This platform is not marketed as a home security system.

I’m not suggesting that Hubitat drivers spam the network, I’m just suggesting a sensible retry policy be implemented eg try 3 times over a given period, instead of fire and forget.

All Zigbee devices return ACK’s, surely it can’t be that hard to retry if there’s no ACK received by the hub?

I would suggest this assertion ignores the existence and promotion of HSM.

Safety != Security. They’re actually very careful not to do so.

When you offer “intrusion alerts” and “armed / disarmed “ states, I think trying to argue it isn’t a security offering rings rather hollow!

You can verify and notify lock command status using an update to the mirror app that was released in 2.3.0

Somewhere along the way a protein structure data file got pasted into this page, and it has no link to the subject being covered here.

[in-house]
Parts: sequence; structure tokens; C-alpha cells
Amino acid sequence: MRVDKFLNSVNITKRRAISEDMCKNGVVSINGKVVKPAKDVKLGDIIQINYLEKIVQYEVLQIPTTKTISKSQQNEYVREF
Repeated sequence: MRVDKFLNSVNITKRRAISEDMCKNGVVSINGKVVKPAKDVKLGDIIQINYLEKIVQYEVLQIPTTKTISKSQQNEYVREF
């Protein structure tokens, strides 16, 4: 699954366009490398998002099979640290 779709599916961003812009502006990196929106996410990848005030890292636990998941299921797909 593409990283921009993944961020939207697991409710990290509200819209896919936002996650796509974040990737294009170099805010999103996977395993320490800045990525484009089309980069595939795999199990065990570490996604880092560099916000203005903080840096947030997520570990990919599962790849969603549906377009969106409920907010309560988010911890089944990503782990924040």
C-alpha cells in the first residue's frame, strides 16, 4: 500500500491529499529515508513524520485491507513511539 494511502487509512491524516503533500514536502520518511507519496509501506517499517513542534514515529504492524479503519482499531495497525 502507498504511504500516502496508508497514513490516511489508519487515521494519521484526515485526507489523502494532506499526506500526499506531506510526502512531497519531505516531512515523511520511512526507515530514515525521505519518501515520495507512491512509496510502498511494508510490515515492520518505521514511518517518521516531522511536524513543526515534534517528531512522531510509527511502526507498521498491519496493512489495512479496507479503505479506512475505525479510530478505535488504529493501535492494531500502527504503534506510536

I’m not sure about Australia, but in the US if I needed a security system, I would get one that meets UL standards. There’s a reason why homeowners insurance companies require that if they offer a discount for having one. Hubitat doesn’t meet that standard, because it’s not designed to.

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I implemented my own retry logic.

Guys, please don’t take this as an attack on Hubitat, I love my C7’s, are they perfect, no. However, they are the best home automation solution on the market by a country mile.

I’m just a little frustrated that I have to implement my own rules to manage battery powered locks and thermostats.

I’d suggest that new users might find this a deal breaker. :man_shrugging: